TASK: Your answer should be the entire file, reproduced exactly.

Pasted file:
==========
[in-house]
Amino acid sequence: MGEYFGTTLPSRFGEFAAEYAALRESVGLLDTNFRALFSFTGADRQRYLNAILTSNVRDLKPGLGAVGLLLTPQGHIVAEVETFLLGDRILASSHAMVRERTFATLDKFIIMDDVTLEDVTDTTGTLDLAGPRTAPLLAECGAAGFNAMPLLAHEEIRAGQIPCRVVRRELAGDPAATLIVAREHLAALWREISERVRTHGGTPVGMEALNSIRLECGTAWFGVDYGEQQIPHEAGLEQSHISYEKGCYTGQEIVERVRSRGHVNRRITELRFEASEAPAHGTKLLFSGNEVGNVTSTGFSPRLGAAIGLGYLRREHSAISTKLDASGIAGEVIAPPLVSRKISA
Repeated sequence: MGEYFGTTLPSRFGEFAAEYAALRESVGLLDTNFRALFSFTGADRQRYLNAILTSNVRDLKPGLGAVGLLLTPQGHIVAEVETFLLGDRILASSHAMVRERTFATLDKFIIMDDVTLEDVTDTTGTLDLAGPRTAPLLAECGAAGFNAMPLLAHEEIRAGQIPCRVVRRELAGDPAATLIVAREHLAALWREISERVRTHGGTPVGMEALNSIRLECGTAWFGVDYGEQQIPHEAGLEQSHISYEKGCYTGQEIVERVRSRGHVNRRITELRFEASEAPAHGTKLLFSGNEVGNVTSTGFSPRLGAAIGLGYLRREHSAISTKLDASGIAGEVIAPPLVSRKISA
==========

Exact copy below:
[in-house]
Amino acid sequence: MGEYFGTTLPSRFGEFAAEYAALRESVGLLDTNFRALFSFTGADRQRYLNAILTSNVRDLKPGLGAVGLLLTPQGHIVAEVETFLLGDRILASSHAMVRERTFATLDKFIIMDDVTLEDVTDTTGTLDLAGPRTAPLLAECGAAGFNAMPLLAHEEIRAGQIPCRVVRRELAGDPAATLIVAREHLAALWREISERVRTHGGTPVGMEALNSIRLECGTAWFGVDYGEQQIPHEAGLEQSHISYEKGCYTGQEIVERVRSRGHVNRRITELRFEASEAPAHGTKLLFSGNEVGNVTSTGFSPRLGAAIGLGYLRREHSAISTKLDASGIAGEVIAPPLVSRKISA
Repeated sequence: MGEYFGTTLPSRFGEFAAEYAALRESVGLLDTNFRALFSFTGADRQRYLNAILTSNVRDLKPGLGAVGLLLTPQGHIVAEVETFLLGDRILASSHAMVRERTFATLDKFIIMDDVTLEDVTDTTGTLDLAGPRTAPLLAECGAAGFNAMPLLAHEEIRAGQIPCRVVRRELAGDPAATLIVAREHLAALWREISERVRTHGGTPVGMEALNSIRLECGTAWFGVDYGEQQIPHEAGLEQSHISYEKGCYTGQEIVERVRSRGHVNRRITELRFEASEAPAHGTKLLFSGNEVGNVTSTGFSPRLGAAIGLGYLRREHSAISTKLDASGIAGEVIAPPLVSRKISA